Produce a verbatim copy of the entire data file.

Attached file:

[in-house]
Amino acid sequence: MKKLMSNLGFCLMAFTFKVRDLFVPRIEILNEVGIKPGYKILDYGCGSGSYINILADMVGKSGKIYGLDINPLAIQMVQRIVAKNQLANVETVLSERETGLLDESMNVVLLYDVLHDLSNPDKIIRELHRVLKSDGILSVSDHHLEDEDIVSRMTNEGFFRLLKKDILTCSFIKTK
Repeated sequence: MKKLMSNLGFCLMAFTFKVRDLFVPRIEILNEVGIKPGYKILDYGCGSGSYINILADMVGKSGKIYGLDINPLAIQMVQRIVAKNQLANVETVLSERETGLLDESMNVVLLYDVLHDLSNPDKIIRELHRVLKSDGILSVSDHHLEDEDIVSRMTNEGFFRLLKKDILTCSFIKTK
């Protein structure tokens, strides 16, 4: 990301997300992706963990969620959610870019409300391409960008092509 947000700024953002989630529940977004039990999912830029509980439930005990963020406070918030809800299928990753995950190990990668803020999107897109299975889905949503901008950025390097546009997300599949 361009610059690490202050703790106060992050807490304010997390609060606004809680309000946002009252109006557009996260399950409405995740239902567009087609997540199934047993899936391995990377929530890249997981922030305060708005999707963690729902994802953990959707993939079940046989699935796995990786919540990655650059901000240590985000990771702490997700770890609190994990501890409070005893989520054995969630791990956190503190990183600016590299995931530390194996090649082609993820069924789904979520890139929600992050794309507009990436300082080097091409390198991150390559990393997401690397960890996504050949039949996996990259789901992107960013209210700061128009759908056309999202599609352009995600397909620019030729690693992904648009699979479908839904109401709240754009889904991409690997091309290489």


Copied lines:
[in-house]
Amino acid sequence: MKKLMSNLGFCLMAFTFKVRDLFVPRIEILNEVGIKPGYKILDYGCGSGSYINILADMVGKSGKIYGLDINPLAIQMVQRIVAKNQLANVETVLSERETGLLDESMNVVLLYDVLHDLSNPDKIIRELHRVLKSDGILSVSDHHLEDEDIVSRMTNEGFFRLLKKDILTCSFIKTK
Repeated sequence: MKKLMSNLGFCLMAFTFKVRDLFVPRIEILNEVGIKPGYKILDYGCGSGSYINILADMVGKSGKIYGLDINPLAIQMVQRIVAKNQLANVETVLSERETGLLDESMNVVLLYDVLHDLSNPDKIIRELHRVLKSDGILSVSDHHLEDEDIVSRMTNEGFFRLLKKDILTCSFIKTK
């Protein structure tokens, strides 16, 4: 990301997300992706963990969620959610870019409300391409960008092509 947000700024953002989630529940977004039990999912830029509980439930005990963020406070918030809800299928990753995950190990990668803020999107897109299975889905949503901008950025390097546009997300599949 361009610059690490202050703790106060992050807490304010997390609060606004809680309000946002009252109006557009996260399950409405995740239902567009087609997540199934047993899936391995990377929530890249997981922030305060708005999707963690729902994802953990959707993939079940046989699935796995990786919540990655650059901000240590985000990771702490997700770890609190994990501890409070005893989520054995969630791990956190503190990183600016590299995931530390194996090649082609993820069924789904979520890139929600992050794309507009990436300082080097091409390198991150390559990393997401690397960890996504050949039949996996990259789901992107960013209210700061128009759908056309999202599609352009995600397909620019030729690693992904648009699979479908839904109401709240754009889904991409690997091309290489």